Observations of the Infoglut: Information Curation

Art Monitor IIIf data visualization was the hot thing in 09 and 10 (and still is), then information curation is the new thing.

It’s a testament to our over-stimulated lives. The interwebs are projected to contain 1,800 exabytes of data this year. That’s a big number, so here it is with all the zeros: 1,800,000,000,000,000,000,000.

That’s a ton of wall posts, TED videos, cat pics, and memes. Info curation isn’t new of course, Mashable might not have been the first on the scene but it’s probably the biggest curator of internet information, covering the gamut from technology to non-profits.

Some new services have popped up to answer this Infoglut challenge. One of the more interesting services to me is Storify. As a user, you’re able to pull in pieces of a story scattered all around the web into one place. It’s a great way to synthesize data to create one cohesive experience. It was meant to be a hub where people can share the info that’s separated by social media walls. But as you can see it’s also become an aggregator and curation site.

The Storify crew had a particularly strong showing at SXSW, but I think this example shows what this program is capable of:

Japan Quake — How can I help

For someone looking to do something, anything, to help the Japanese people this is their one-stop page. I’d say this is more aggregation vs. curation, but the benefit is undeniable.

Another example is one of my favorite sites in all of the interwebs, Trendwatching. Just like Mashable, they’ve been at this for some time now and are certainly not the new kid on the block. They only post once a month (on freebie service). Their posts are pretty long, 2,700 words in the last trend briefing. How does this match up with our rush to be the first to know and tweet?

They are masters of curation. They constantly find the newest and coolest ideas in technology, retail and fashion based around an upcoming trend. The key is it isn’t just a bunch of links or pictures thrown together, it’s all selectively edited so it fits into a theme of what’s to come. Plus, they dig deep for their sources. Rarely have I ever seen one of their featured products, brand experiences, or technology before I read the trend report.

To me, that’s real value and that’s why I keep coming back.

Thoughts for communicators.

If you have curated knowledge to share this is a perfect opportunity to integrate into your fan community. Also, look for those opportunities to ask for information or to add your cause or company to a curation. Just remember, this isn’t a Google listing, it’s personally edited content so don’t forget to be a person yourself and show real value. Otherwise it might just backfire on you.

I’m sure there are plenty of info curation sites out there, I’m just scratching the surface. Do you have a favorite?

Hacking is the Sincerest Form of Fanery

You’re a company who’s put millions in R&D, testing, and marketing your neat gadget then hackers crack and mod it into pulling off cool tricks. What do you do?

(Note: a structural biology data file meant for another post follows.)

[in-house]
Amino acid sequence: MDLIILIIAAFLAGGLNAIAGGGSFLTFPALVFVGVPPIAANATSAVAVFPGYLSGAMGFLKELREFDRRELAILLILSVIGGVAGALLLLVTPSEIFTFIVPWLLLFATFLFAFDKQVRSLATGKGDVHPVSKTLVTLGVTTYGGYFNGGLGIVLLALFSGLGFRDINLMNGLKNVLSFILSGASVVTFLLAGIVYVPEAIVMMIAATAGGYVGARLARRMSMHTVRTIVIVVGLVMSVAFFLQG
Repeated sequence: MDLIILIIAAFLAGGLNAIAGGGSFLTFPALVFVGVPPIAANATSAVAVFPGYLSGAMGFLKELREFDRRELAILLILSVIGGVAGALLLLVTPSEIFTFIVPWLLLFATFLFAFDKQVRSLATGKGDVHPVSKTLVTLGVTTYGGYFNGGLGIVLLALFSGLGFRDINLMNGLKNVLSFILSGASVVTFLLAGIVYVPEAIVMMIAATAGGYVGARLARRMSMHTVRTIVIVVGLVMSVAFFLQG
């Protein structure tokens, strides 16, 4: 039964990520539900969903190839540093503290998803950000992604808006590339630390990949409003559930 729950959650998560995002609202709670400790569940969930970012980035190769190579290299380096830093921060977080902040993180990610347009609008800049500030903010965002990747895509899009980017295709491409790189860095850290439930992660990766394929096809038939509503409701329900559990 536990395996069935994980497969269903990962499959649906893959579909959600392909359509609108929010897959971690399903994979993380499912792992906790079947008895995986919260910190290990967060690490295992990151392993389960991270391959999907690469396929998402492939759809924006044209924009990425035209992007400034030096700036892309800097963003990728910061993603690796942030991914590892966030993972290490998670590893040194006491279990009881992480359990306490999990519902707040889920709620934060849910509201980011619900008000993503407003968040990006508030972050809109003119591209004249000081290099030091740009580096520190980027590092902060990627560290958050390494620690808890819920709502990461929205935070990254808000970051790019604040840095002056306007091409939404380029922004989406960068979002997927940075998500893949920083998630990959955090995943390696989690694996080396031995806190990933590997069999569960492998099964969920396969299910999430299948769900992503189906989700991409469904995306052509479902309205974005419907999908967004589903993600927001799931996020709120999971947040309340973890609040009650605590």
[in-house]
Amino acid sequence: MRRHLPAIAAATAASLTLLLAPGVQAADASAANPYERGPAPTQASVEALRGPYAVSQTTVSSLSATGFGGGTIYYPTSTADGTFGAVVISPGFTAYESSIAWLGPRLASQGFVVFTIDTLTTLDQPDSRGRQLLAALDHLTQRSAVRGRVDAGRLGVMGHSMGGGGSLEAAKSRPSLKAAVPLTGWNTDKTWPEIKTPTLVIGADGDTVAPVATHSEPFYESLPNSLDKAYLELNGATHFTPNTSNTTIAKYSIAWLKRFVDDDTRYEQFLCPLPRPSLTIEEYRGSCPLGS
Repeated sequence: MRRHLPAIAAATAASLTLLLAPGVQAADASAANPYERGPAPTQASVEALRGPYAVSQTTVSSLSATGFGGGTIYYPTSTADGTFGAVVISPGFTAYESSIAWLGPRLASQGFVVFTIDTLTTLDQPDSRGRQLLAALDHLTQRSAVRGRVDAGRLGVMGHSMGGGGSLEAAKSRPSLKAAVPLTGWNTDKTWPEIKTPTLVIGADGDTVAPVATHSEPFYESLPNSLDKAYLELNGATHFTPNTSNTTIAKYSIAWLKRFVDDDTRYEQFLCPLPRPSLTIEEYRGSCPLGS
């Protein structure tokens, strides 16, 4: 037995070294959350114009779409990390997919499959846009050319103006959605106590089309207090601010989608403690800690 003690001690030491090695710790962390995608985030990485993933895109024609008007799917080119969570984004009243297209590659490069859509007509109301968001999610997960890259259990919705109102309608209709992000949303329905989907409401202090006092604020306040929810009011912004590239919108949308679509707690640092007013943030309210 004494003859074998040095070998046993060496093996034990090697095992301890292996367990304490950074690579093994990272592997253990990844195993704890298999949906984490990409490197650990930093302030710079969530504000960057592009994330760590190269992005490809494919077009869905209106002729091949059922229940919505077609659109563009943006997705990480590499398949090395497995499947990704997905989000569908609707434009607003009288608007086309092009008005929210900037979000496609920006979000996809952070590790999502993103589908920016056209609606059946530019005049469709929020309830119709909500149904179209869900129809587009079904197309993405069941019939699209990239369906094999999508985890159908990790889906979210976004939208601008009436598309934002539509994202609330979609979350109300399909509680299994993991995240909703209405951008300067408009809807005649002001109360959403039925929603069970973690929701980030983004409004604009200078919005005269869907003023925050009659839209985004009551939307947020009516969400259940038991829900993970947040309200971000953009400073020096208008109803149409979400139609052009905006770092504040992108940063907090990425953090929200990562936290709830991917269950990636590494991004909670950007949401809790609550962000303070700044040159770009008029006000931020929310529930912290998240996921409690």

And the cool tricks look like


Semi-approved hacking

If you’re Microsoft, you move from threats of working “closely with law enforcement and product safety groups to keep Kinect tamper-resistant," to looking the other way. A year or two ago they would have sued these hackers into oblivion. Cooler heads prevailed and amazing hacks have poured forth everywhere from home-brew motion tracking to MIT projects.

Microsoft has gone even further, it’s planning on releasing a Software Development Kit (SDK) to basically completely open up the Kinect and give developers the tools to see what they can do with the device.

I think this semi-approved hacking is an interesting approach for companies to attract fans. You only have to check out Etsy and YouTube to see People of all ages have a desire to adapt, customize, to products their own. This trend of giving up control to gain customer loyalty may become a reality for brands. 

Some other quick examples:


Say what you will about their “walled garden,” but Apple has pretty consistently turned a blind eye to hacking. Basically, the product is yours to tinker with, but don’t bring it back if you break it.

The original Apple TV has been hacked six ways to Sunday since it’s release and the latest version can now run XBMC & Plex thanks to an active hacker community.


The Digital SLR video revolution would have happened anyway, but Magic Lantern  and the Canon Hack Development Kit certainly give it a nudge. These hacker communities sprung up in response to passionate users’ pleas for more robust features that were software-limited by manufactures.

In the case of the Canon 5D MarkII, it took a great camera and made the video recording capability unbelievable. Magic Lantern unleashed the camera’s potential and turned it into a cornerstone in the DSLR film community.

Instagram API

There are a ton of iPhone photography apps. A good amount of these have social sharing built in. Instragram stands out by not only giving users a great experience, but allowing developers to create new extensions with the photo sharing company’s code.

Now users can do more than tweet their pics, browse the pics beautifully with Instagallery and connect your pics to other services like Foodspotting with just a #food tag.


Who cares about what probably adds up to 10% of your customer base? Well, those are the noisiest customers. Those are the ones driving trends. Those are the ones promoting your products. That’s why.

Check out Kinect Hacks for more hack examples.